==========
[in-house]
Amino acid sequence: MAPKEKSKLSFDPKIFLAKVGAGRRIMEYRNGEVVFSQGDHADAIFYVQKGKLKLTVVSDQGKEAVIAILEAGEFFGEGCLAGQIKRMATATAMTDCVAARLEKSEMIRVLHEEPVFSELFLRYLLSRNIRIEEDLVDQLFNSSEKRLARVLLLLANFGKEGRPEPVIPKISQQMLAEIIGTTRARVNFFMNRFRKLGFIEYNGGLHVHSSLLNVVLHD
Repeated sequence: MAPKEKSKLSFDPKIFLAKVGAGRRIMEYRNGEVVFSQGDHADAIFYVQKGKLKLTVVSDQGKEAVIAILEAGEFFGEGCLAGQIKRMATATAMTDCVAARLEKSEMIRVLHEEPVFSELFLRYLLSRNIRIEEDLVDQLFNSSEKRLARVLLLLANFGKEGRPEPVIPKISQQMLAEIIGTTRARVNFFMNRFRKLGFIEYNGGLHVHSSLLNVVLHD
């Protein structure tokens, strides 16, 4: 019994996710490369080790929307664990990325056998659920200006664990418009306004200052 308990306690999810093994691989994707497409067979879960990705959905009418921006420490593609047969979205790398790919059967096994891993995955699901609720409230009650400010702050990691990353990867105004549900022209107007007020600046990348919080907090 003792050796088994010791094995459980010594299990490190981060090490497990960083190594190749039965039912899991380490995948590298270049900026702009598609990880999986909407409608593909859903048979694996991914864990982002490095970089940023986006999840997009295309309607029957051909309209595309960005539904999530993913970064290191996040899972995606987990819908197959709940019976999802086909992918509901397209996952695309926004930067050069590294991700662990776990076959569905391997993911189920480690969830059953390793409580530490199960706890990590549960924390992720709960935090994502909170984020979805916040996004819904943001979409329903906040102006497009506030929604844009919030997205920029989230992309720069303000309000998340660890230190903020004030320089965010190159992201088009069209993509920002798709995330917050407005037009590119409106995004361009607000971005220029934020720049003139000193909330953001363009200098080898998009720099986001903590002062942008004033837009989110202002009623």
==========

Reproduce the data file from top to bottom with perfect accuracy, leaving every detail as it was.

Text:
[in-house]
Amino acid sequence: MAPKEKSKLSFDPKIFLAKVGAGRRIMEYRNGEVVFSQGDHADAIFYVQKGKLKLTVVSDQGKEAVIAILEAGEFFGEGCLAGQIKRMATATAMTDCVAARLEKSEMIRVLHEEPVFSELFLRYLLSRNIRIEEDLVDQLFNSSEKRLARVLLLLANFGKEGRPEPVIPKISQQMLAEIIGTTRARVNFFMNRFRKLGFIEYNGGLHVHSSLLNVVLHD
Repeated sequence: MAPKEKSKLSFDPKIFLAKVGAGRRIMEYRNGEVVFSQGDHADAIFYVQKGKLKLTVVSDQGKEAVIAILEAGEFFGEGCLAGQIKRMATATAMTDCVAARLEKSEMIRVLHEEPVFSELFLRYLLSRNIRIEEDLVDQLFNSSEKRLARVLLLLANFGKEGRPEPVIPKISQQMLAEIIGTTRARVNFFMNRFRKLGFIEYNGGLHVHSSLLNVVLHD
């Protein structure tokens, strides 16, 4: 019994996710490369080790929307664990990325056998659920200006664990418009306004200052 308990306690999810093994691989994707497409067979879960990705959905009418921006420490593609047969979205790398790919059967096994891993995955699901609720409230009650400010702050990691990353990867105004549900022209107007007020600046990348919080907090 003792050796088994010791094995459980010594299990490190981060090490497990960083190594190749039965039912899991380490995948590298270049900026702009598609990880999986909407409608593909859903048979694996991914864990982002490095970089940023986006999840997009295309309607029957051909309209595309960005539904999530993913970064290191996040899972995606987990819908197959709940019976999802086909992918509901397209996952695309926004930067050069590294991700662990776990076959569905391997993911189920480690969830059953390793409580530490199960706890990590549960924390992720709960935090994502909170984020979805916040996004819904943001979409329903906040102006497009506030929604844009919030997205920029989230992309720069303000309000998340660890230190903020004030320089965010190159992201088009069209993509920002798709995330917050407005037009590119409106995004361009607000971005220029934020720049003139000193909330953001363009200098080898998009720099986001903590002062942008004033837009989110202002009623």